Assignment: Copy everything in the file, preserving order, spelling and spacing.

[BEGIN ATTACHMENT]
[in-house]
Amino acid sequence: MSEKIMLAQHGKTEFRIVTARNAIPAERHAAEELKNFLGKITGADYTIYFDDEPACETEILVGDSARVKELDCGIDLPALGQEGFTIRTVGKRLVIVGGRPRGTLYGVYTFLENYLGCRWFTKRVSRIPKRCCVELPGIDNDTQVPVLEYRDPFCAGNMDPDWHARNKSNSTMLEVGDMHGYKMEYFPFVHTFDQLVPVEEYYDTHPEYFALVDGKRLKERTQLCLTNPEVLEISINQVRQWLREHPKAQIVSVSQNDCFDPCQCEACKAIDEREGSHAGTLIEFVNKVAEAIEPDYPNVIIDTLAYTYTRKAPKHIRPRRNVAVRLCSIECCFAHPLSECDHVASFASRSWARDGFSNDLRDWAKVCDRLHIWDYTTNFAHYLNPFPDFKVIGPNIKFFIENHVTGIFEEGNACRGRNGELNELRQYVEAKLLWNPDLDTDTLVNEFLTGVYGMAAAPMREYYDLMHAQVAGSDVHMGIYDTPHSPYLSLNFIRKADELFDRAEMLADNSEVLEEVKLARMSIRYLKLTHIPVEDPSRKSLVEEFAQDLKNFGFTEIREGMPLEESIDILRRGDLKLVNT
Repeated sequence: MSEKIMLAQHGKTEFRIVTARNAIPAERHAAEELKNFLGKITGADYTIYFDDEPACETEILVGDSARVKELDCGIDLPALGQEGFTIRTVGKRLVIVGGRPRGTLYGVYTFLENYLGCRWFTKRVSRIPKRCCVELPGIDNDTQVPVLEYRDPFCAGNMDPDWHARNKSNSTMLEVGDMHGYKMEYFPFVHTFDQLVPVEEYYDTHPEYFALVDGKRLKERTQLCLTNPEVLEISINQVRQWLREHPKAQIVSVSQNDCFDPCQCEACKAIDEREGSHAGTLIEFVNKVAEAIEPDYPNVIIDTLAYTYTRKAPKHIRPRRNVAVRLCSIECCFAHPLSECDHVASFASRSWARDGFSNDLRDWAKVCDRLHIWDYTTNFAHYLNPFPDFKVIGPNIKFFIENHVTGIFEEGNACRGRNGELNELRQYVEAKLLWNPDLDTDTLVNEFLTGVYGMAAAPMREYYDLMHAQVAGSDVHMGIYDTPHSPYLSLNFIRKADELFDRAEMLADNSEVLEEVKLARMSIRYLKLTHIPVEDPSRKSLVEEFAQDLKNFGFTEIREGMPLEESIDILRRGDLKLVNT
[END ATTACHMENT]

[in-house]
Amino acid sequence: MSEKIMLAQHGKTEFRIVTARNAIPAERHAAEELKNFLGKITGADYTIYFDDEPACETEILVGDSARVKELDCGIDLPALGQEGFTIRTVGKRLVIVGGRPRGTLYGVYTFLENYLGCRWFTKRVSRIPKRCCVELPGIDNDTQVPVLEYRDPFCAGNMDPDWHARNKSNSTMLEVGDMHGYKMEYFPFVHTFDQLVPVEEYYDTHPEYFALVDGKRLKERTQLCLTNPEVLEISINQVRQWLREHPKAQIVSVSQNDCFDPCQCEACKAIDEREGSHAGTLIEFVNKVAEAIEPDYPNVIIDTLAYTYTRKAPKHIRPRRNVAVRLCSIECCFAHPLSECDHVASFASRSWARDGFSNDLRDWAKVCDRLHIWDYTTNFAHYLNPFPDFKVIGPNIKFFIENHVTGIFEEGNACRGRNGELNELRQYVEAKLLWNPDLDTDTLVNEFLTGVYGMAAAPMREYYDLMHAQVAGSDVHMGIYDTPHSPYLSLNFIRKADELFDRAEMLADNSEVLEEVKLARMSIRYLKLTHIPVEDPSRKSLVEEFAQDLKNFGFTEIREGMPLEESIDILRRGDLKLVNT
Repeated sequence: MSEKIMLAQHGKTEFRIVTARNAIPAERHAAEELKNFLGKITGADYTIYFDDEPACETEILVGDSARVKELDCGIDLPALGQEGFTIRTVGKRLVIVGGRPRGTLYGVYTFLENYLGCRWFTKRVSRIPKRCCVELPGIDNDTQVPVLEYRDPFCAGNMDPDWHARNKSNSTMLEVGDMHGYKMEYFPFVHTFDQLVPVEEYYDTHPEYFALVDGKRLKERTQLCLTNPEVLEISINQVRQWLREHPKAQIVSVSQNDCFDPCQCEACKAIDEREGSHAGTLIEFVNKVAEAIEPDYPNVIIDTLAYTYTRKAPKHIRPRRNVAVRLCSIECCFAHPLSECDHVASFASRSWARDGFSNDLRDWAKVCDRLHIWDYTTNFAHYLNPFPDFKVIGPNIKFFIENHVTGIFEEGNACRGRNGELNELRQYVEAKLLWNPDLDTDTLVNEFLTGVYGMAAAPMREYYDLMHAQVAGSDVHMGIYDTPHSPYLSLNFIRKADELFDRAEMLADNSEVLEEVKLARMSIRYLKLTHIPVEDPSRKSLVEEFAQDLKNFGFTEIREGMPLEESIDILRRGDLKLVNT